I refrained from commenting on it too much online, because it wasn't so much of a privacy issue as a social experiment on myself. If you go online (and you already are, i assume) you'll see pundits arguing against facebook for reasons ranging from how much of a waste of time it is, to how creepy it is to give random faceless company all this information to all the privacy concerns that go with a central network with poor security and designed to distribute rather than secure information. This was not the reason why i quit; i felt like facebook was taking the place of better things in my life. So, i gave it a couple of weeks to see how things changed, and to comment on it without the accusations of "you only left because you're a paranoid privacy freak".

If you compare how people communicated before Facebook came around and what people consider communication today, things have clearly changed. I'm not talking about the 140 character limits twitter imposes either. My facebook network had some several hundred people in it, many of whom i met randomly, and decided to keep very loose contact with. Instead of making a point to see them now and then, i got more and more focused to commenting and sharing random activities via the platform. When you consider how much mental overhead a single sarcastic facebook comment or post can take up, you have thirty light conversations all running in the background, and they come in via a torrential feed that bombards you with new messages all the time, it gets pretty hectic. It is nice to be able to interact with people you wouldn't otherwise get a chance to stay in contact with so easily, but that's the crux of the problem. All this mental overhead takes time away from staying in touch with the people closer to you. It's also much harder to shut off the flow when it becomes a habit. If i have things to do at home, as long as i don't nip over to the pub for a few beers, i won't be distracted by a constant flow of social information. But when i have a facebook account, it's habit to walk past my laptop, open up a new tab and kill another ten minutes replying to comments. Then when i try to talk to my family or close friends, i don't have the energy left to make a real conversation out of, especially one that doesn't resemble these shallow facebook conversations.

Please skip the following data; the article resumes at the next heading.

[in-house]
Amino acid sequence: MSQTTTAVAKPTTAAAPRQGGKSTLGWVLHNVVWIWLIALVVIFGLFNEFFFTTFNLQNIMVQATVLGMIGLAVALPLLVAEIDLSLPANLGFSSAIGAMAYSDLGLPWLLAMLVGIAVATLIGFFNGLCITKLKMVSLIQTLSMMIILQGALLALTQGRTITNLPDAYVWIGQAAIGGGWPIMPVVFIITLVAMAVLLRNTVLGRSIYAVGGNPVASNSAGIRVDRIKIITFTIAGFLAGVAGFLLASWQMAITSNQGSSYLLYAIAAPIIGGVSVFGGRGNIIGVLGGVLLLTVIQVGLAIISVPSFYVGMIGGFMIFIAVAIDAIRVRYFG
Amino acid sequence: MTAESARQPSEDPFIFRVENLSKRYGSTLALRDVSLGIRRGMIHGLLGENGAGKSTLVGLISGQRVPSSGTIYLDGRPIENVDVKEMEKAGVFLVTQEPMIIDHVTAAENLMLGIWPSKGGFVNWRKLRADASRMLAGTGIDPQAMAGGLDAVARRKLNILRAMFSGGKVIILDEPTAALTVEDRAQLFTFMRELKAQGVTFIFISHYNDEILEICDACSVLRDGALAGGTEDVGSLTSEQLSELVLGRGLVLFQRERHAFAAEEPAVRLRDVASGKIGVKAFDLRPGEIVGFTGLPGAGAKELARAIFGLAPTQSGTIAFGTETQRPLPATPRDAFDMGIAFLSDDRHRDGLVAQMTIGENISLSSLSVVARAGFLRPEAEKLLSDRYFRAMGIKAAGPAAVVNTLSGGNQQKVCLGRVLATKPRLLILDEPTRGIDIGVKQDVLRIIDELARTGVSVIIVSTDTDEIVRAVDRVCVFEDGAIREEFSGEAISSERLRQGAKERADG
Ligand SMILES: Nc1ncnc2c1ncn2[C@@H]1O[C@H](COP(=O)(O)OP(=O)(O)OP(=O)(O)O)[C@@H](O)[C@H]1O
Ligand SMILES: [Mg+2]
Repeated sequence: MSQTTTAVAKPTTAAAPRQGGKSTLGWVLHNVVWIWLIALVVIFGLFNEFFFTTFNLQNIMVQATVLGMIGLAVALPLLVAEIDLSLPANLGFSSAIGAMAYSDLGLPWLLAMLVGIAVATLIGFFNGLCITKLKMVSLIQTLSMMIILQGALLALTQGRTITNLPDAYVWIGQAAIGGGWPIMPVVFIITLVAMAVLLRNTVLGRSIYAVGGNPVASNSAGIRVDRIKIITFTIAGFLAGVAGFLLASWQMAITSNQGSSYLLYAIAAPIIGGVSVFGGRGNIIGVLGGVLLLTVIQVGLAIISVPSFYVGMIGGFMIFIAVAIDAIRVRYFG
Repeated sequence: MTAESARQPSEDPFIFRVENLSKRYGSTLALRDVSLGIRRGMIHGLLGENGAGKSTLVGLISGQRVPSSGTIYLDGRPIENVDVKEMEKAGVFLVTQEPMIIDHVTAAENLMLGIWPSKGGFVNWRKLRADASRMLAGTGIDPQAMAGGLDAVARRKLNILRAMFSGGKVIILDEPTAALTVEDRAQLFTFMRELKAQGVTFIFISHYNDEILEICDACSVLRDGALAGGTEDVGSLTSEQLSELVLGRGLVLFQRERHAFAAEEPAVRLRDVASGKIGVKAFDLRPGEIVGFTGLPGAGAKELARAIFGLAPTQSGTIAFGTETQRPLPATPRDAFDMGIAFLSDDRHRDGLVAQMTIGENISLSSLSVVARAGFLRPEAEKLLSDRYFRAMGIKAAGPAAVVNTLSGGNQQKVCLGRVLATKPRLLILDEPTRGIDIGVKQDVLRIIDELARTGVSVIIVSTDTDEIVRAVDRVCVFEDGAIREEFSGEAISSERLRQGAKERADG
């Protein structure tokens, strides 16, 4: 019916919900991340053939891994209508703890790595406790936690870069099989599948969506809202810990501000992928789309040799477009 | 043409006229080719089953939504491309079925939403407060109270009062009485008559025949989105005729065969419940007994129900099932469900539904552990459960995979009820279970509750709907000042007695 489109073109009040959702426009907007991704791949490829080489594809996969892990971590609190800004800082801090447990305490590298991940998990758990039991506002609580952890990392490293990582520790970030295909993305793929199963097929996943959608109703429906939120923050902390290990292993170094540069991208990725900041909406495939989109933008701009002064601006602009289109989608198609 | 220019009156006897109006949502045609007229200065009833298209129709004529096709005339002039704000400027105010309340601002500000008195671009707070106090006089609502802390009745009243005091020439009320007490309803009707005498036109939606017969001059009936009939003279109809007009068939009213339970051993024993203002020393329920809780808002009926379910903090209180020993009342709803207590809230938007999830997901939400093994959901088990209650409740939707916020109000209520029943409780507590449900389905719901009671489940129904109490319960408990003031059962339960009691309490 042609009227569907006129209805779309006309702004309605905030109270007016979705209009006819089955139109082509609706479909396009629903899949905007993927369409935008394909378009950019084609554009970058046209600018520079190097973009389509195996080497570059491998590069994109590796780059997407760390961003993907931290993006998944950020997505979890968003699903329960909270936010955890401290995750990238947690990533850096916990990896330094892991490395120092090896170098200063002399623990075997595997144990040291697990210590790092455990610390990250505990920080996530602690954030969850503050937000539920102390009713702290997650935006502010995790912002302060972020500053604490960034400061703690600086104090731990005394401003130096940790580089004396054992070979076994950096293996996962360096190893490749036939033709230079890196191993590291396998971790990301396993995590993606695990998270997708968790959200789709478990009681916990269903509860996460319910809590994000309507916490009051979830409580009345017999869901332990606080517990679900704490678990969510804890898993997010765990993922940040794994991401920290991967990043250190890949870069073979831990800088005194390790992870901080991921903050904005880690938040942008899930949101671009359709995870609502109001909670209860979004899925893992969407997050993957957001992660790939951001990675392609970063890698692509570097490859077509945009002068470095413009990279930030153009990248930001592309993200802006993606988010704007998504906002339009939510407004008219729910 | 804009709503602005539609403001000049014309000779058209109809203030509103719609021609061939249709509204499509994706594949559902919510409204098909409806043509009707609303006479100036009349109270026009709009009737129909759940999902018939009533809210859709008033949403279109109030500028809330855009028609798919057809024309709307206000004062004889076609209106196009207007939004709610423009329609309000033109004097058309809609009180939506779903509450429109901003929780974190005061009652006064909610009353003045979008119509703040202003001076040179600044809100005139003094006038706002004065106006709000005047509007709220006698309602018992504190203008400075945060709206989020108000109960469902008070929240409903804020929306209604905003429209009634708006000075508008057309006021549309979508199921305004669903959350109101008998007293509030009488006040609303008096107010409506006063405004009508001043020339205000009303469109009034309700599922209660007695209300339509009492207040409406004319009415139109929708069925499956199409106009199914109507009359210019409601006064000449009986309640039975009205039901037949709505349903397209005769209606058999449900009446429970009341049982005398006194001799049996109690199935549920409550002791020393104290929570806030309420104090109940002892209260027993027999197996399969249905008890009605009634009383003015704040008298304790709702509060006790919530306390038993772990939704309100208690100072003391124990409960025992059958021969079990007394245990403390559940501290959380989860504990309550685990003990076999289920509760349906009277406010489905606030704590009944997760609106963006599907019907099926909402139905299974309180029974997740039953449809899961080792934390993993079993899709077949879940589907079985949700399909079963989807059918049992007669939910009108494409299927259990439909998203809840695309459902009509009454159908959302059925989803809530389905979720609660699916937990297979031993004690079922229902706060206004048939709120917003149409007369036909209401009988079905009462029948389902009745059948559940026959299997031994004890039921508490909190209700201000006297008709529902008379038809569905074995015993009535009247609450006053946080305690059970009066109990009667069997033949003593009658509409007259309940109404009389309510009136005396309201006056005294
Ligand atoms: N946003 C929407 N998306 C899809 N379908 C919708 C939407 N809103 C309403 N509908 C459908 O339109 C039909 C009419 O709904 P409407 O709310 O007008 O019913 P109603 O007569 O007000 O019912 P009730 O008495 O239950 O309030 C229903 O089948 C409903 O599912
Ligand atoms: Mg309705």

Now that i've gone for two weeks without a facebook account, somehow my life is more bearable. I reckon i'm still easy to find; i still have an and linkedin, and a simple duckduckgo (or google if you're still using that) of my name will tell you pretty much everything you need to know to get in contact with me. But now i have time to actually take things off my todo list, and i can be social without a guilty conscious that i've forgotten to do something, or i'm missing out on a conversation elsewhere.

If you're wondering if you should just never log in anymore or if you should go through the trouble to delete your account, take this into account. If the privacy does bother you at all, you might argue "Facebook has all your information anyways". But consider this, if you delete your account, they won't get any new information, and over time, the info they have on you becomes less and less valuable. I recommend deleting it, if you want to go down that route.

The KDE - Gnome Challenge: feh

A bit delayed, but following with the thread you've probably decided that you would like to see something else besides the default wallpaper. In a traditional desktop environment, there is a program that has the responsibility of drawing the desktop, in KDE it's a very complex plasma, and in gnome it's a window provided by nautilus that runs on top of the desktop. Since we don't actually need much from a desktop per se, all we need to do is draw on the 'root window' which is the X Windows System way of saying 'desktop'.